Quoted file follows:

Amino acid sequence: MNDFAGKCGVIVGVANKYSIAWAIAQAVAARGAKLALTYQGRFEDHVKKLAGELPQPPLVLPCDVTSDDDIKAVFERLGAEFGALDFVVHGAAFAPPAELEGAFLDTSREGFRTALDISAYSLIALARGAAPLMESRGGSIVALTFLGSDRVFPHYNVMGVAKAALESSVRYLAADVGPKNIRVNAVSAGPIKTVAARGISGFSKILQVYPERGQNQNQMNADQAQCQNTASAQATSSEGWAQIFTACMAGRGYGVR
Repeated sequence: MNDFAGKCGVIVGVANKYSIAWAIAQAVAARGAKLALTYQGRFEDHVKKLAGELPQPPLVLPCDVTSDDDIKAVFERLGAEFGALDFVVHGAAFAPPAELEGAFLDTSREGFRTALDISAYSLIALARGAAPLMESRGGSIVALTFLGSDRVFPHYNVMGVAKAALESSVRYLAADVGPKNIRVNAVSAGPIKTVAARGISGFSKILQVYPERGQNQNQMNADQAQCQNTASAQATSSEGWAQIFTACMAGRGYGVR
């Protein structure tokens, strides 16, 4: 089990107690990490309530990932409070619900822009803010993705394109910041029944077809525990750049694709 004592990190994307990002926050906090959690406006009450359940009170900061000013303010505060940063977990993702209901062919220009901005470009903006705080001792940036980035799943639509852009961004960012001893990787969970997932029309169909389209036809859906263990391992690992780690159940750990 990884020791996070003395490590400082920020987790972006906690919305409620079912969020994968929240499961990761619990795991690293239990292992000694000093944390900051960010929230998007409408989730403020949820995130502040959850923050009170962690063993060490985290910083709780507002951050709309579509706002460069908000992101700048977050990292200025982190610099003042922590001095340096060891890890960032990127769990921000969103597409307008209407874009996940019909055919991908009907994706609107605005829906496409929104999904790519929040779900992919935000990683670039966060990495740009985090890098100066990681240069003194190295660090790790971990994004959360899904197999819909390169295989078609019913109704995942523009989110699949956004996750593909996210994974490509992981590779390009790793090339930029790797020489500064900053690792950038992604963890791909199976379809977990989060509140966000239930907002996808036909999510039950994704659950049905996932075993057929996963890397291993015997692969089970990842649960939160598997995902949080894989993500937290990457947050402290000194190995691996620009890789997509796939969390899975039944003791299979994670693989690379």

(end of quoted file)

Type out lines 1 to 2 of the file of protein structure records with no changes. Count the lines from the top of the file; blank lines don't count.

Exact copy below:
Amino acid sequence: MNDFAGKCGVIVGVANKYSIAWAIAQAVAARGAKLALTYQGRFEDHVKKLAGELPQPPLVLPCDVTSDDDIKAVFERLGAEFGALDFVVHGAAFAPPAELEGAFLDTSREGFRTALDISAYSLIALARGAAPLMESRGGSIVALTFLGSDRVFPHYNVMGVAKAALESSVRYLAADVGPKNIRVNAVSAGPIKTVAARGISGFSKILQVYPERGQNQNQMNADQAQCQNTASAQATSSEGWAQIFTACMAGRGYGVR
Repeated sequence: MNDFAGKCGVIVGVANKYSIAWAIAQAVAARGAKLALTYQGRFEDHVKKLAGELPQPPLVLPCDVTSDDDIKAVFERLGAEFGALDFVVHGAAFAPPAELEGAFLDTSREGFRTALDISAYSLIALARGAAPLMESRGGSIVALTFLGSDRVFPHYNVMGVAKAALESSVRYLAADVGPKNIRVNAVSAGPIKTVAARGISGFSKILQVYPERGQNQNQMNADQAQCQNTASAQATSSEGWAQIFTACMAGRGYGVR